1-Year Risk-Adjusted Mortality and Costs of Percutaneous Coronary Intervention in the Veterans Health Administration: Insights From the VA CART Program | Journal Scan

Study Questions:

What is the variation in 1-year outcomes (risk-adjusted mortality) and risk-standardized costs of care for all patients undergoing percutaneous coronary intervention (PCI) in the Veterans Affairs’ (VA) system from 2007-2010?


This was a retrospective cohort study that used data from the national VA Clinical Assessment, Reporting, and Tracking (CART) program at 60 hospitals. By examining both outcomes and costs simultaneously, the authors framed their findings in the growing construct of healthcare value—getting more for what you pay. Primary outcomes were 1-year mortality and costs following PCI, which were standardized after adjusting for cardiac and noncardiac comorbidities.


The authors reported: “Four hospitals were significantly above the 1-year risk standardized median mortality rate, with median mortality ratios ranging from 1.23 to 1.28. No hospitals were significantly below median mortality. Median 1-year total unadjusted hospital costs were $46,302 per patient. There were 16 hospitals above and 19 hospitals below the risk standardized average cost, with risk standardized ratios ranging from 0.45 to 2.09 reflecting much larger magnitude of variability in costs compared to mortality.”


The authors concluded that variation in 1-year risk-adjusted mortality was much smaller compared to risk-standardized costs after PCI. They interpreted this to mean that there are opportunities to improve PCI “value” by reducing costs without compromising outcomes.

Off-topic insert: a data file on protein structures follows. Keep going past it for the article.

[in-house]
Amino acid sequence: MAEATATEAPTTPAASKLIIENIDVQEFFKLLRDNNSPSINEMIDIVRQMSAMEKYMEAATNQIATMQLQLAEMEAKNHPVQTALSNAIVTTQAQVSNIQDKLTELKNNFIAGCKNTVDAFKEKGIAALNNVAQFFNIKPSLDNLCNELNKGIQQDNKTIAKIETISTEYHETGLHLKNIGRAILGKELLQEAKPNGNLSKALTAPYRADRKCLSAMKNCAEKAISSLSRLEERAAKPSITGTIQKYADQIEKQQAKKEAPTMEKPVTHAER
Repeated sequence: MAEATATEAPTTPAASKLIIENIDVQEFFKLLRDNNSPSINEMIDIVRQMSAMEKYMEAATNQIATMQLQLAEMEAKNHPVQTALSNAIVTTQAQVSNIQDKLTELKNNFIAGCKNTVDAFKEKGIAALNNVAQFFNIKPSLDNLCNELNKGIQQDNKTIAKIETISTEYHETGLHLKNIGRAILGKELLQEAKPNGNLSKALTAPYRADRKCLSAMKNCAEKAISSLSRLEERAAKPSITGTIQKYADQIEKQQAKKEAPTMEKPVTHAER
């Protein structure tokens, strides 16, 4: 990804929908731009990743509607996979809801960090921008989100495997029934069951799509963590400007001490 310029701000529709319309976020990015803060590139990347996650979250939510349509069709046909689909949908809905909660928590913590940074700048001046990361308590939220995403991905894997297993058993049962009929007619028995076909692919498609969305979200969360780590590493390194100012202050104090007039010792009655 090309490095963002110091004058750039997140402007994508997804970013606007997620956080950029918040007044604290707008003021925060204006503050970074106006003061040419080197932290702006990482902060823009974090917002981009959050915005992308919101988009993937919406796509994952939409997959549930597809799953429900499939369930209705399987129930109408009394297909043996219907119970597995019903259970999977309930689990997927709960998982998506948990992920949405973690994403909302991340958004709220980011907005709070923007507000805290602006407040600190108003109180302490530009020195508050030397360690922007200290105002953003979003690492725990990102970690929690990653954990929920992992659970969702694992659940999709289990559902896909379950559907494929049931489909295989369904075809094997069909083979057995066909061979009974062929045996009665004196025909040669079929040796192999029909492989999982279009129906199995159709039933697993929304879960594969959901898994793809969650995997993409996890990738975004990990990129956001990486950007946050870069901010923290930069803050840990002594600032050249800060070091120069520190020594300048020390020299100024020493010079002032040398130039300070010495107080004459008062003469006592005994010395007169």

As a disclosure, I co-authored an editorial to this paper, published in the same issue of JACC. Our overall comments in that editorial emphasize the importance of this type of questioning in the current healthcare environment. Payers and patients are looking increasingly toward ‘value’ as a construct for deciding on healthcare services. PCI is a great example of how we can begin to ask these questions given the strength of evidence and existing databases for assessing quality and costs. This study by Mike Ho and colleagues is a great first step, but there are a number of issues that remain: Why 1-year costs (as opposed to shorter or longer outcomes assessments)? And, what about symptom relief as opposed to mortality? Also, what about the consideration of other procedures or medical therapy? These limitations aside, I think improving our understanding of ‘value’ will become a growing priority area for healthcare policy and outcomes researchers.

Clinical Topics: Invasive Cardiovascular Angiography and Intervention

Keywords: Cohort Studies, Comorbidity, Hospital Costs, Outcome Assessment (Health Care), Percutaneous Coronary Intervention, Risk, Veterans, Retrospective Studies

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